Let ADH be a circle, in which it is required to inscribe a regular decagon.
Draw the radius OA, and with OA as its side describe the isosceles triangle AOB, having each of its angles at the base double of its vertical angle (IV. 4.), repeat the equal triangles about the centre O: These triangles will compose a decagon.
For the vertical angle AOB of the component isosceles triangle, is the fifth part of two right angles (IV. 4. cor), and consequently ten such angles can be placed about the point O. But the sides and angles of the resulting figure are all evidently equal; it is, therefore, a regular decagon.
, Cor. Hence a regular pentagon will be formed, by joining the alternate points A, C, E, G, I, and A. It is also manifest, that a decagon and a pentagon may be circumscribed about the circle, by applying tangents at their several angular points.
* . . . PROP. XIX. THEOR.
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"The square of the side of a pentagon inscribed in a circle, is equivalent to the squares of the sides of the inscribed hexagon and decagon.
Let ABCDEF be half of a decagon inscribed in a circle whose diameter is AF; the square of AC, the side of an inscribed pentagon, is equivalent to the square of AB the side of the inscribed decagon, and of the square of the radius AO, or the side of an inscribed hexagon.
For join AD, and draw OB, OC, and OD. Since the arc DEF is double of AB, the angle AOB at the centre is (III. I5.) evidently equal to OAD or OAG at the circumference; and because the arc BCDEF again is double of DEF, the angle OAB at the circumference is likewise equal to AOG at the centre. Whence the triangles AOB and AGO, having the angles OAB and AOB equal to AOG and OAG, and the interjacent side AO common, are equal (I.20.), and therefore the base AB is equal to OG. Consequently, (IV. 18.) GAO is an isosceles triangle having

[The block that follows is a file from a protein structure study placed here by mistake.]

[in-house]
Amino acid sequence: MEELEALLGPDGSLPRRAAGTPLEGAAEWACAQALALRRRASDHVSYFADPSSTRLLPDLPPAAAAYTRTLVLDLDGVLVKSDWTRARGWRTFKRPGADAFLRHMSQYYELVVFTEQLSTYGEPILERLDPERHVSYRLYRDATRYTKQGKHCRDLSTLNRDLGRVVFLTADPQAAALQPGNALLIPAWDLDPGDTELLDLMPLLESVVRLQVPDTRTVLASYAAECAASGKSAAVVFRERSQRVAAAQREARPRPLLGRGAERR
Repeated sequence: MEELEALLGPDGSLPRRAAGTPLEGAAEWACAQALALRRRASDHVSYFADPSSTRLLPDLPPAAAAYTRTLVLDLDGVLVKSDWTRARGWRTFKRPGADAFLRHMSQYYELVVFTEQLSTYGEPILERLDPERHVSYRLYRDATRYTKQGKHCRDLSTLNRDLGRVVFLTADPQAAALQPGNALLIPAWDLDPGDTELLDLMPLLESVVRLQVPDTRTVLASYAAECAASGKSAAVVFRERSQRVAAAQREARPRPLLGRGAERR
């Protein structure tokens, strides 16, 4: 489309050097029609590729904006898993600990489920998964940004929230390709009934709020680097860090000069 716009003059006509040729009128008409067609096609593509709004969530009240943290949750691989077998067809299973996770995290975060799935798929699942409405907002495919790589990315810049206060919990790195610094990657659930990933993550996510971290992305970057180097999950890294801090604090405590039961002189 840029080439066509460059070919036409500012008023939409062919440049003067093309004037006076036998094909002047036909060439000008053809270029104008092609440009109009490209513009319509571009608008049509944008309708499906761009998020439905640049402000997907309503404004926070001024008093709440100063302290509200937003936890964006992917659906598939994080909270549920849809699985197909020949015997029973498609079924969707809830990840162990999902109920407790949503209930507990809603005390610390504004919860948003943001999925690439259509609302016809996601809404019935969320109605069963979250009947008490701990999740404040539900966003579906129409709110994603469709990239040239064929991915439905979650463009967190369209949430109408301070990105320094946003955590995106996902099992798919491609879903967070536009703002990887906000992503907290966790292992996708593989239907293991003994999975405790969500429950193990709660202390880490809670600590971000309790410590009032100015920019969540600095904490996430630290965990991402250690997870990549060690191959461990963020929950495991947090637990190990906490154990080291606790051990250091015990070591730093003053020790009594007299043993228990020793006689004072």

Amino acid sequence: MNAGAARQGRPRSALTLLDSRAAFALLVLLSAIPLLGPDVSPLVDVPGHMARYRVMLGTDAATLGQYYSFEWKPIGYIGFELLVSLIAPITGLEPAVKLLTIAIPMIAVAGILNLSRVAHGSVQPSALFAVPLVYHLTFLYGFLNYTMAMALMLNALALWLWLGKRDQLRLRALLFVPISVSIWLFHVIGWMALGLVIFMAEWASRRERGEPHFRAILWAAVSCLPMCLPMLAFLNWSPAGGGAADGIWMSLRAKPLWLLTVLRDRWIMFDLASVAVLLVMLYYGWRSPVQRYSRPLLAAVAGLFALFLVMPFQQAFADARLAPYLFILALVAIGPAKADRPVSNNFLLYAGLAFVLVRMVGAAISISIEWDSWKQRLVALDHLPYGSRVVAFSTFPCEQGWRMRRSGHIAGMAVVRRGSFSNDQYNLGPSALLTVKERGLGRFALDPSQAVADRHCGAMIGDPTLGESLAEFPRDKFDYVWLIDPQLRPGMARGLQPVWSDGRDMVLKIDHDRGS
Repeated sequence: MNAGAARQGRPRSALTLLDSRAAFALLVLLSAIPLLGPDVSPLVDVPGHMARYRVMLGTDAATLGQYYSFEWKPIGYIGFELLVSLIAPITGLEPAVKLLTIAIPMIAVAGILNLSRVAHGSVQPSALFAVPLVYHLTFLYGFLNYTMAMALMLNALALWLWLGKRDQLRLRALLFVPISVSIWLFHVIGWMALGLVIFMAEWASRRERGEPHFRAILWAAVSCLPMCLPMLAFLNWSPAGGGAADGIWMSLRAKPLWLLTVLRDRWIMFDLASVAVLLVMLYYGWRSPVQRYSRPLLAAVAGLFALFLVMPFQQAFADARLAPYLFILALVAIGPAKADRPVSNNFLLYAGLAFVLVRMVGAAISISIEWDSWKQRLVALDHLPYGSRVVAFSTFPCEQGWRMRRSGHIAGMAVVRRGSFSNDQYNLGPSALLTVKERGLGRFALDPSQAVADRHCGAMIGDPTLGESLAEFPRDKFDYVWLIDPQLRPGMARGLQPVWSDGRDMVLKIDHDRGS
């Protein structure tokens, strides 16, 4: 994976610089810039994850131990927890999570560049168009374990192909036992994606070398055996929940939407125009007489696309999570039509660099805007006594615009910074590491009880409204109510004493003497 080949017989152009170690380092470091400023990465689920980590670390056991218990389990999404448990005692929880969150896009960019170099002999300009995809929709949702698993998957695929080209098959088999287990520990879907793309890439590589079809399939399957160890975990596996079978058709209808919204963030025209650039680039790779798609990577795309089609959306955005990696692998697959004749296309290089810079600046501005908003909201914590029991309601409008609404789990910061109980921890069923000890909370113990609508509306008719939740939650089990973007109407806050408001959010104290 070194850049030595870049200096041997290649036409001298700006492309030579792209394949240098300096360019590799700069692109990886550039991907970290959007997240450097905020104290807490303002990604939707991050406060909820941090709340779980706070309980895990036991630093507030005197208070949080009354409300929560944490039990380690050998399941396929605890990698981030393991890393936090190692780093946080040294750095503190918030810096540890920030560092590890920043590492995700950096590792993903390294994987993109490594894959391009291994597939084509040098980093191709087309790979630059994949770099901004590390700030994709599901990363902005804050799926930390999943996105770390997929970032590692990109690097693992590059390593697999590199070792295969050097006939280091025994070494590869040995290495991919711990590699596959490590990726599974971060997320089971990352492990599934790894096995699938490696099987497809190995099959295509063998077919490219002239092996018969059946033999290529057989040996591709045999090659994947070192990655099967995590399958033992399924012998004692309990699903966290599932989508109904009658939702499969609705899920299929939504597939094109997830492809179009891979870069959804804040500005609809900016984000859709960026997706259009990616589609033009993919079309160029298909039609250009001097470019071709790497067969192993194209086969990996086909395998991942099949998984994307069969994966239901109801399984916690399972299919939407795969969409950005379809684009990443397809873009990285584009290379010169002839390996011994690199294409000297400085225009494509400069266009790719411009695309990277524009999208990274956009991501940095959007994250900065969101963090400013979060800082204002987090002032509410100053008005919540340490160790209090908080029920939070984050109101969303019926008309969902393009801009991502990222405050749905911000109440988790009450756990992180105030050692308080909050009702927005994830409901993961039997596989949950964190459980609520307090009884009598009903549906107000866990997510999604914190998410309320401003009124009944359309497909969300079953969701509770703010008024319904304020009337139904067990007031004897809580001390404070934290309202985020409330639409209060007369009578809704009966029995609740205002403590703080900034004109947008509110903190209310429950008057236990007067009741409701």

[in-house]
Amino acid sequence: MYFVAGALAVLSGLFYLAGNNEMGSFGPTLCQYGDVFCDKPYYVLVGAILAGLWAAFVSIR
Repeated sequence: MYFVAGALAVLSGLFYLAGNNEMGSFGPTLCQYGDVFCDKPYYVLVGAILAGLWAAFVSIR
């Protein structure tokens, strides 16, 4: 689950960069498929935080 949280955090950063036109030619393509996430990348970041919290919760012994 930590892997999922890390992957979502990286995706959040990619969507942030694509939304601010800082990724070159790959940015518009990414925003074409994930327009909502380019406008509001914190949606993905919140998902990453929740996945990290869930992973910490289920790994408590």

each of the angles at its base double the vertical angle;
wherefore (IV. 3.) OG is equal to the greater segment of side AO divided by a medial section. But (II. 20.) the square of AC, drawn from the vertex to a point in the extension of the base of the triangle OAG, is equivalent to the square of AG, together with the rectangle under OC and CG, or the square of OG ; that is, the square of the side of the inscribed pentagon is equivalent to the squares of AO and of AB, the sides of the hexagon and decagon. Cor. The triple chord AD of the decagon is equal to the combined sides AO and AB of the inscribed hexagon and decagon. For the triangle OAG, being equal to AOB or COD, the angle DCO or DCG is equal to AGO or DGC, and consequently (I. 11.) CD is equal to GD. Wherefore AD being equal to AG and GD, is equal to AO with OG or AB. Scholium. Hence the sides of the inscribed decagon and pentagon may be found by a single construction. For draw the perpendicular diameters AC and EF, bisect OC in D, join DE, make DG equal to it, and join GE. It is evident, that AO is cut medially in G (II. 19.), and consequently that OG is equal to a side of the inscribed decagon. But GOE being a rightangled triangle, the square of GE is equivalent to the squares of GO and OE (II. 10.), or the squares of the sides of the decagon and hexagon; whence GE is equal to the side of the inscribed pentagon. It also follows, that CG is equal to CI or CP, the triple chords of the inscri